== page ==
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Every day we post 10 new Classical CD and DVD reviews. A free weekly summary is available by e-mail. MusicWeb is not a subscription site. To keep it free please purchase discs through our links.

  Classical Editor Rob Barnett    



Johannes BRAHMS (1833-1897)
Violin Concerto
Violin Sonata No 1
Christian Ferras, violin
Pierre Barbizet, piano
Berlin Philharmonic Orchestra/Herbert von Karajan
Recorded 1964 (Concerto) 1968 (Sonata)
DEUTSCHE GRAMMOPHON ELOQUENCE 457 298.2 [67’56]


Ferras’s Brahms Concerto has been a generally admired account since its first appearance in 1964. He had an admirer as well in Karajan who is at something approaching his best here, often commandingly sensitive and thematically and textually revelatory. Ferras’ first entry doesn’t however sound fully "centred" and the succeeding orchestral soloists are rather unnaturally forward in the balance. But Karajan is imaginatively effective at 5’15 where he gives real life and meaning to the lower strings’ figure – and he is particularly good here and elsewhere at points of contrastive material, one of his great strengths as a concerto accompanist. Ferras’s vibrato is very fast and rather inclined to the wavery-quavery kind, if I can put it that way, and it has a slightly acidic tonal quality which confers a distinctive patina to his playing. I respect his musicality whilst not being a huge admirer of his tonal qualities.

There is a predictable weight to the orchestral contribution before the first movement cadenza (the Kreisler) and there is a considerable amount of orchestral incident audible, clearly but not officiously elucidated by Karajan and never at the expense of the music’s own internal logic and dynamism. Certainly this is not the quickest performance of the first movement on record but correspondingly it never feels solemnly or unnecessarily slow. The second movement sounds slightly too plush though with rich solos from the orchestral principals and at 3’30 some very saturated string interplay. Ferras’s slightly broken passagework leads to – for once – clearly audible orchestral pizzicatos from 7’20. The soloist is very expressive but not over succulent. It’s true as well that there are some moments of over-perfumed relaxation in the finale which co-exist with moments of dramatic insight and cogent delineation of the musical argument. A sometimes provocative performance then, but not a central recommendation.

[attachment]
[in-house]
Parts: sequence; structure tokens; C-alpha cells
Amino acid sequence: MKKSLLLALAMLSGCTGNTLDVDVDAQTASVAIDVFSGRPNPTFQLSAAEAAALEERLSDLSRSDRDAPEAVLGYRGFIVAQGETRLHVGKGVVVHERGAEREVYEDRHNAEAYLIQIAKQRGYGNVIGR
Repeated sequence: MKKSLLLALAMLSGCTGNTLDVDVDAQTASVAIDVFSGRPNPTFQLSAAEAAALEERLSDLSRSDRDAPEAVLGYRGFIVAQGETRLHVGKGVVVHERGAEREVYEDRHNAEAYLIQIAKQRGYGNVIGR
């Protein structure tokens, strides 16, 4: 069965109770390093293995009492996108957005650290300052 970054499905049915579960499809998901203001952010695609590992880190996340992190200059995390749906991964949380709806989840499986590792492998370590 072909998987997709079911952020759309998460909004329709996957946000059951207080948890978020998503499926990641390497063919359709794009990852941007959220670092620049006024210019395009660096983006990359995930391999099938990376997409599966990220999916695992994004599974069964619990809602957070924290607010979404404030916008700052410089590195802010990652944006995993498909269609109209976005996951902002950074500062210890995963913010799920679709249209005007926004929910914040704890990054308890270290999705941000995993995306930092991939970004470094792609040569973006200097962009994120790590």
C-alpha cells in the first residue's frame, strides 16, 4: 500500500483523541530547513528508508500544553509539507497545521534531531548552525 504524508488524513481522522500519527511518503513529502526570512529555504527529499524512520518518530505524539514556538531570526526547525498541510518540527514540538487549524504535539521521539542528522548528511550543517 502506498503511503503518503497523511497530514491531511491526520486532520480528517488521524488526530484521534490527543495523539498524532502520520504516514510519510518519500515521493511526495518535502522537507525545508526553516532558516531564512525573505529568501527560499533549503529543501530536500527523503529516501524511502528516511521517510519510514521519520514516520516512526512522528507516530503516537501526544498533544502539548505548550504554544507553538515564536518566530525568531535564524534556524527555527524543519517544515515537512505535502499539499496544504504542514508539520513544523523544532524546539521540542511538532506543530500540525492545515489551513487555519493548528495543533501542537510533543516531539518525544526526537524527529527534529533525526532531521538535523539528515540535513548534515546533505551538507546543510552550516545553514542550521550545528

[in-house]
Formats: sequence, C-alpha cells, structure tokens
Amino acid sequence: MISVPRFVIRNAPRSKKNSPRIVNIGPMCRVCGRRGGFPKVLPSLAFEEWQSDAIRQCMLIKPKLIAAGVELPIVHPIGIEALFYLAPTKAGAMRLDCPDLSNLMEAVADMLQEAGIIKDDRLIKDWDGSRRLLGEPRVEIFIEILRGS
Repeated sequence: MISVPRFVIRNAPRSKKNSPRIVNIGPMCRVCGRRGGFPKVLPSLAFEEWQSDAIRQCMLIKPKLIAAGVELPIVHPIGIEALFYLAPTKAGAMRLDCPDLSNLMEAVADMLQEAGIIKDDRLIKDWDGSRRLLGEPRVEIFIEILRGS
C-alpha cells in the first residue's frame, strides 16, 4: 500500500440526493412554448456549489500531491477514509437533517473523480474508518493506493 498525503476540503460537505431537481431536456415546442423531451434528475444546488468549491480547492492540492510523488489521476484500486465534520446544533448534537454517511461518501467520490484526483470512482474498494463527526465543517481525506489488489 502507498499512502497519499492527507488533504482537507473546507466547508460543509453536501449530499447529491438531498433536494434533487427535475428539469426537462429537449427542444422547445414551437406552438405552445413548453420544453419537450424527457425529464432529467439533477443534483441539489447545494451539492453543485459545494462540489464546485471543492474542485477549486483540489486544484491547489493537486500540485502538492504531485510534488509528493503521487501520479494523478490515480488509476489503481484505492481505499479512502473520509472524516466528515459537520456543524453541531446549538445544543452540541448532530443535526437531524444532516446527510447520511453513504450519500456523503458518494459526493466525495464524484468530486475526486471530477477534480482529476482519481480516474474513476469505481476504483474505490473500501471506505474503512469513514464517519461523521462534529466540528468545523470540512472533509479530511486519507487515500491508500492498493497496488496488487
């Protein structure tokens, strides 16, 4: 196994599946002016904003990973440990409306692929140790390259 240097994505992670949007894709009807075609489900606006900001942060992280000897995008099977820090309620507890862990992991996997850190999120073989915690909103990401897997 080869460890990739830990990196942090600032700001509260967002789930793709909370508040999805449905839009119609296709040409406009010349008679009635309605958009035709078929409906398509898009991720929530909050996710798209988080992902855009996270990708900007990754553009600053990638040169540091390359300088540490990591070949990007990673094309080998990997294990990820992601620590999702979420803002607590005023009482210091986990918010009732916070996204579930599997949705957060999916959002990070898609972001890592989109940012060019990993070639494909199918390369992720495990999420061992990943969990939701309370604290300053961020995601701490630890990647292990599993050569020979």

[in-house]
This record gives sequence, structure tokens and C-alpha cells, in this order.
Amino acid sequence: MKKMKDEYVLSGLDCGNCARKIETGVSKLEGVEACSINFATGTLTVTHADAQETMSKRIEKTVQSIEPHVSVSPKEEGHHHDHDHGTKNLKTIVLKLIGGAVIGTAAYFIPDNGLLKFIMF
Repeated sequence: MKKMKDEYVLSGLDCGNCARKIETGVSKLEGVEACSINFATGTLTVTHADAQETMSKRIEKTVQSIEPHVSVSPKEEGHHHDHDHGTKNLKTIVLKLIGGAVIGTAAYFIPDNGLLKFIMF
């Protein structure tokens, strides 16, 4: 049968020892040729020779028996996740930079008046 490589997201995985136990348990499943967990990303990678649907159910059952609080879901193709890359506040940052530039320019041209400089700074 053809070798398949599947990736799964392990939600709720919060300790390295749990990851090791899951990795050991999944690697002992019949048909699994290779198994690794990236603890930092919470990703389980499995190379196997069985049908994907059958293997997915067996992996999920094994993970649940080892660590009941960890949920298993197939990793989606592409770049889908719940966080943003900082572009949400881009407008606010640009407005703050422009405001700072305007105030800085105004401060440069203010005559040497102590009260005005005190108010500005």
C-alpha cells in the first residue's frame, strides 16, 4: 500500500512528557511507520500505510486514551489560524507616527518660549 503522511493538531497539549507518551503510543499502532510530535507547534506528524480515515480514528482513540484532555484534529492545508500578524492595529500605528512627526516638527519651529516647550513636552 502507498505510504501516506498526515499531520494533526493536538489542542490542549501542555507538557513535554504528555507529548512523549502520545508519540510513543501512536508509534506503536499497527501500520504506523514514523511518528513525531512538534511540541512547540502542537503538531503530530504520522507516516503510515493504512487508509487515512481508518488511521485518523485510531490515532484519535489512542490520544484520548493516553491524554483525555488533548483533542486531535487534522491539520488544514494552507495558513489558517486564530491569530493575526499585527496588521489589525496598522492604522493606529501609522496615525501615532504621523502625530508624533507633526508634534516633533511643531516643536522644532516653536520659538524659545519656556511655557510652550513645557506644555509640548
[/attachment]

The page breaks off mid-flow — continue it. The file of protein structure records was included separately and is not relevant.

The Sonata recording is extracted from the Ferras-Barbizet set of all three. This is a fresh and generous traversal but Ferras displays some of his intensely coiled and wavery vibrato once more which can, even with Barbizet’s excellent support, somewhat vitiate a work of this romantic impress. There is lyric intensity in profusion in the adagio but a lack of tonal opulence. It remains of a piece with Ferras’s interpretation of the Concerto and many will admire the more edgy and nervous insight his kind of playing brings to the romantic literature.

Jonathan Woolf


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